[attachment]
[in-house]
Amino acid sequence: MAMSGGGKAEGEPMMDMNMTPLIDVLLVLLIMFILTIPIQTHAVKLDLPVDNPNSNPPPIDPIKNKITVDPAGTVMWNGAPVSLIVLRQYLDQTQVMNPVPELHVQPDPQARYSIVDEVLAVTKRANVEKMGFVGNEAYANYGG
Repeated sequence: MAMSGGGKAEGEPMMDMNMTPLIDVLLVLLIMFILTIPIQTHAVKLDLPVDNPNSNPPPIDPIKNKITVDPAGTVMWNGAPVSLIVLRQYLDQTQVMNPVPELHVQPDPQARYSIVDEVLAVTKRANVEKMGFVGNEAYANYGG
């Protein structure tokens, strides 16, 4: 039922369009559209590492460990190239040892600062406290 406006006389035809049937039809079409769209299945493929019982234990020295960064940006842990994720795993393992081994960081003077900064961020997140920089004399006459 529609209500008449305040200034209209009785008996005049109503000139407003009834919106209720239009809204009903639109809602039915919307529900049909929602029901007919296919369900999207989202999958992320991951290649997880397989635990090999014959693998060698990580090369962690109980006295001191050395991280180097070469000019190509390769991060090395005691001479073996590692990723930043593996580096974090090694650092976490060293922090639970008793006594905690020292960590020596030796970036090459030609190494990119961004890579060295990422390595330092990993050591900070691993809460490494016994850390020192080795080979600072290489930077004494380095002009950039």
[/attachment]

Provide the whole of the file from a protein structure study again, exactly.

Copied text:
[in-house]
Amino acid sequence: MAMSGGGKAEGEPMMDMNMTPLIDVLLVLLIMFILTIPIQTHAVKLDLPVDNPNSNPPPIDPIKNKITVDPAGTVMWNGAPVSLIVLRQYLDQTQVMNPVPELHVQPDPQARYSIVDEVLAVTKRANVEKMGFVGNEAYANYGG
Repeated sequence: MAMSGGGKAEGEPMMDMNMTPLIDVLLVLLIMFILTIPIQTHAVKLDLPVDNPNSNPPPIDPIKNKITVDPAGTVMWNGAPVSLIVLRQYLDQTQVMNPVPELHVQPDPQARYSIVDEVLAVTKRANVEKMGFVGNEAYANYGG
């Protein structure tokens, strides 16, 4: 039922369009559209590492460990190239040892600062406290 406006006389035809049937039809079409769209299945493929019982234990020295960064940006842990994720795993393992081994960081003077900064961020997140920089004399006459 529609209500008449305040200034209209009785008996005049109503000139407003009834919106209720239009809204009903639109809602039915919307529900049909929602029901007919296919369900999207989202999958992320991951290649997880397989635990090999014959693998060698990580090369962690109980006295001191050395991280180097070469000019190509390769991060090395005691001479073996590692990723930043593996580096974090090694650092976490060293922090639970008793006594905690020292960590020596030796970036090459030609190494990119961004890579060295990422390595330092990993050591900070691993809460490494016994850390020192080795080979600072290489930077004494380095002009950039």